Intraosseous (IO) devices are traditionally used in the initial stages of resuscitation when peripheral intravenous (IV) access is not readily obtainable. This can happen for a variety of reasons such as edema, burns, obesity, or IV drug abuse among others. Although ultrasound can be used to obtain peripheral or central venous access, the most rapid route is the IO. The device has been used both in adults and children with great success. It can safely facilitate the delivery of fluids, medications, and blood. There are very few contraindications and it is rare to have a complication.
It has been 100 podcasts since the last time Jim DuCanto talked about his SALAD (Suction Assisted Laryngoscopy Airway Decontamination) technique. Podcasts #8 and #9 were so long ago we wanted to have Jim back on to celebrate his achievements and talk more about the future of SALAD and other related projects.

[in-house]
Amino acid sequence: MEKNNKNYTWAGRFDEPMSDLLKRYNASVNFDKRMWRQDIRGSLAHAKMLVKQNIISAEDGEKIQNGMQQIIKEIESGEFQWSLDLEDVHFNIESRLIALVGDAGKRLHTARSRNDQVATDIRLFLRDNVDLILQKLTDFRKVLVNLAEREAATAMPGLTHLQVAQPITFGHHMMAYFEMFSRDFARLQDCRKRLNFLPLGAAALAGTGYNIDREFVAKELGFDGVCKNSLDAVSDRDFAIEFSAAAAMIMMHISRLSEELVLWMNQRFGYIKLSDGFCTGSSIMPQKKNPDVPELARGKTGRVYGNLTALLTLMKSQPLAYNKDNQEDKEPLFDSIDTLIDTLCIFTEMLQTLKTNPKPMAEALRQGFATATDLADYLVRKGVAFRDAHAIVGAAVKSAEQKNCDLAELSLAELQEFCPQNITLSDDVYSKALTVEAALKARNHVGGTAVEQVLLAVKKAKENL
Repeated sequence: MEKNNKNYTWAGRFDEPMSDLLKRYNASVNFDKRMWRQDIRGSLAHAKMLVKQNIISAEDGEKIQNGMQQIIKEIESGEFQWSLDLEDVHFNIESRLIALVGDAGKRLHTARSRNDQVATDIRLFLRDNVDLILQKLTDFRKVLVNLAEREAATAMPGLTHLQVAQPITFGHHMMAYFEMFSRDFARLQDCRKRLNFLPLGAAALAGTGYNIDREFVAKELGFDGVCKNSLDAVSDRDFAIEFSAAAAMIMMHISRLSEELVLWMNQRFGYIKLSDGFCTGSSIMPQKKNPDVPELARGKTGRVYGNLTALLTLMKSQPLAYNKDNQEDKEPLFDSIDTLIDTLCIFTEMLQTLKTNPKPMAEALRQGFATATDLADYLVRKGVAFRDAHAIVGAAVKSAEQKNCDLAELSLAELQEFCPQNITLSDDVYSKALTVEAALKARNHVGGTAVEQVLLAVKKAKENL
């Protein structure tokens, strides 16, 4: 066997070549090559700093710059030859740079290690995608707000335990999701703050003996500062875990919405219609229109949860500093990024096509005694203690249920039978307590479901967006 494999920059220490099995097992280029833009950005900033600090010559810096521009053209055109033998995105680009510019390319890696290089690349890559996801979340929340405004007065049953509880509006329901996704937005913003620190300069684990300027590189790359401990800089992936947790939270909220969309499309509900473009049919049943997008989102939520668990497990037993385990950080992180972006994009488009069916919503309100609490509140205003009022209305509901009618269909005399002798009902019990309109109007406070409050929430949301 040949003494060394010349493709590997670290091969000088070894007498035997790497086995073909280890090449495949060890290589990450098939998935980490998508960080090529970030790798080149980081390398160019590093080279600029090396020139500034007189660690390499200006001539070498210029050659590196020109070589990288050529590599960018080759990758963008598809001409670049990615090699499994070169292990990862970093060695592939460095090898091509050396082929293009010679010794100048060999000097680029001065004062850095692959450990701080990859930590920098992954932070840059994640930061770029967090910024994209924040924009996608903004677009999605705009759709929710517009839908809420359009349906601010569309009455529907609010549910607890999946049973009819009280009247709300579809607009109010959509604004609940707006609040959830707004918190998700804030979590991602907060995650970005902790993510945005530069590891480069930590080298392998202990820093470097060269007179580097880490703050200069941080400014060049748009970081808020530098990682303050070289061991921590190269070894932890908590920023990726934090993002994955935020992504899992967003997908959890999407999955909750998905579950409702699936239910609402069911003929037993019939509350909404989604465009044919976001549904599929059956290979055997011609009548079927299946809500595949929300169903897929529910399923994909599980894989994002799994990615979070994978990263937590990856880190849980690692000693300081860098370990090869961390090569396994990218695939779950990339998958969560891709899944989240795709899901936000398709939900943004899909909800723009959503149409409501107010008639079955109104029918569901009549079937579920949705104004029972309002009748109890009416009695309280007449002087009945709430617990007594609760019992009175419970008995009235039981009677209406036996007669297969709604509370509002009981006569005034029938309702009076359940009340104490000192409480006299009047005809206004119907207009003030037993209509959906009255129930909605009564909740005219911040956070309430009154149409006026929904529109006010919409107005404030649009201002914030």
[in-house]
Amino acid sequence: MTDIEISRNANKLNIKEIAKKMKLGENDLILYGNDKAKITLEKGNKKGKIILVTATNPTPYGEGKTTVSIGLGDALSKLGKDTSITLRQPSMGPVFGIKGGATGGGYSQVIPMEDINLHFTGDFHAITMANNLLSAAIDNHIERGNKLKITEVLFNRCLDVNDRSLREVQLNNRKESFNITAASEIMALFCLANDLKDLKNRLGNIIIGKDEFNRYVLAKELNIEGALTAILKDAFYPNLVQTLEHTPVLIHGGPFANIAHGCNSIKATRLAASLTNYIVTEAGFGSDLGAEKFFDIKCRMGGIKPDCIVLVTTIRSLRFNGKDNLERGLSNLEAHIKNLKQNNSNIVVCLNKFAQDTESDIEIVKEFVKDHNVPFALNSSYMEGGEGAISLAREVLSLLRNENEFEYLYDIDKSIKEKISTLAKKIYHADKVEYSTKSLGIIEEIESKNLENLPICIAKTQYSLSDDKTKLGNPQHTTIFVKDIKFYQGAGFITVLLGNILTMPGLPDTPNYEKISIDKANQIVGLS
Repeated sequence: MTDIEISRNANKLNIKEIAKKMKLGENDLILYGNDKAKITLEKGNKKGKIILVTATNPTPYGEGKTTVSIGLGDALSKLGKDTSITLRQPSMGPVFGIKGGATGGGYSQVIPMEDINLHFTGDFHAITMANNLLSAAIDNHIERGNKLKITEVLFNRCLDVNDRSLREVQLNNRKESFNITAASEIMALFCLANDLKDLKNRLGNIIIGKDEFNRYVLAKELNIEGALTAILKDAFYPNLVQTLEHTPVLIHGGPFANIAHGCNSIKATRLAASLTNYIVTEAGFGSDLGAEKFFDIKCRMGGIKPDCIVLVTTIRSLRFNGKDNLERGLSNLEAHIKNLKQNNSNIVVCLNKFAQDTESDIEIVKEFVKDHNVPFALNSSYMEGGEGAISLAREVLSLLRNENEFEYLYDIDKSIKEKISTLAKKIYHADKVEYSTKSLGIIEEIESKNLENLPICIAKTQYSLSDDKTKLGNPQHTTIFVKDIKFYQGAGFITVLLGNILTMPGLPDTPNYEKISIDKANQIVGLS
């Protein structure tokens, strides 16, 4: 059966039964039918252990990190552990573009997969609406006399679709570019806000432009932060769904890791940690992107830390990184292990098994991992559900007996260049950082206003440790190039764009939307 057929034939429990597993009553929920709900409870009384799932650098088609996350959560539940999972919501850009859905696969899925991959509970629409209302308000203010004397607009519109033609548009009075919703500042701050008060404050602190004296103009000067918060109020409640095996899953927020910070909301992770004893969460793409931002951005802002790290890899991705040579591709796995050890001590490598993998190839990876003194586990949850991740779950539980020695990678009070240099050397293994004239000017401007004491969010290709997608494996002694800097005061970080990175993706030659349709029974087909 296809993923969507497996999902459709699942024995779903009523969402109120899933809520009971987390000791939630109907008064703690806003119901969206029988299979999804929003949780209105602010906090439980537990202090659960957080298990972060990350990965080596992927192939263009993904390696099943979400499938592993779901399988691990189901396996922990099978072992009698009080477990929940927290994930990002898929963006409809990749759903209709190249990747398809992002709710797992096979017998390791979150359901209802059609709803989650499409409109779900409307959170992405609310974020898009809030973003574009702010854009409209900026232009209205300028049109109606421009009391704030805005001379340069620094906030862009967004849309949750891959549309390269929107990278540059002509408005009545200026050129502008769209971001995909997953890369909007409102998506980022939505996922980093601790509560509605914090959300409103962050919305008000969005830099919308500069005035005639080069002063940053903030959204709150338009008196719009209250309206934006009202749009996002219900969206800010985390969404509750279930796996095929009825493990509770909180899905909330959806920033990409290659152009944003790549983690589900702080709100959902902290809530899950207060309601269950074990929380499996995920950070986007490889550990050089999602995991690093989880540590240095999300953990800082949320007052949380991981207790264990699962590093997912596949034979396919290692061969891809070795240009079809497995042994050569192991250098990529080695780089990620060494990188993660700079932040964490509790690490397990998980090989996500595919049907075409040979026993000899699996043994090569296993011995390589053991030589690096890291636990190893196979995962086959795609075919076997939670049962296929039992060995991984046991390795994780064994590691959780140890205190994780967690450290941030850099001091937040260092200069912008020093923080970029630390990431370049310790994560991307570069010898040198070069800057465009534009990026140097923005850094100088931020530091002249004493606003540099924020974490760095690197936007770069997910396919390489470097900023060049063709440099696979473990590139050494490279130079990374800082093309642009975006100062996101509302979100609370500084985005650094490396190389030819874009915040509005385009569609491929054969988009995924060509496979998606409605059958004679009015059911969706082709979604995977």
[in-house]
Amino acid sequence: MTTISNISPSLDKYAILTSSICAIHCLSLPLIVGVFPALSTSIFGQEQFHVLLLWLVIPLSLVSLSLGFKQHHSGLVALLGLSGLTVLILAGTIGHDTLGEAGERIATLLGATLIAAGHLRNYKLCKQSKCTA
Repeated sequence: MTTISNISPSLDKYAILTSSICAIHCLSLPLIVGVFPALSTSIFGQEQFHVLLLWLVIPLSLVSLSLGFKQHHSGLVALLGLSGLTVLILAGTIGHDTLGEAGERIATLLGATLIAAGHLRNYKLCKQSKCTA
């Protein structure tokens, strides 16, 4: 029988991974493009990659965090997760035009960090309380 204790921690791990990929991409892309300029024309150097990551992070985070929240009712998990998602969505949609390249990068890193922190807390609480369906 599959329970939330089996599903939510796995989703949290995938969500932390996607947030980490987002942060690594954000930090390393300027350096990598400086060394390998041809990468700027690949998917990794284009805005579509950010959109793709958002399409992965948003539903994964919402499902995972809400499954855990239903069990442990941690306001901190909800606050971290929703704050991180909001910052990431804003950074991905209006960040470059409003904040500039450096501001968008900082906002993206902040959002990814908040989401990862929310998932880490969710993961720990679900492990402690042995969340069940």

Every year, we see drownings. In some cases people survive, but unfortunately sometimes they do not. However, there is confusion in both the medical community and the public regarding what is considered to be a drowning event. Dogma and myths are everywhere and one of the most common is "dry drowning" which is why we brought Michelle Perkins on to discuss this important issue.
We see changes in potassium levels all of the time in patients. However, what works and what does not? What is the evidence behind the management? Are there special pearls? These questions and much more are addressed in this podcast with Michelle Perkins.
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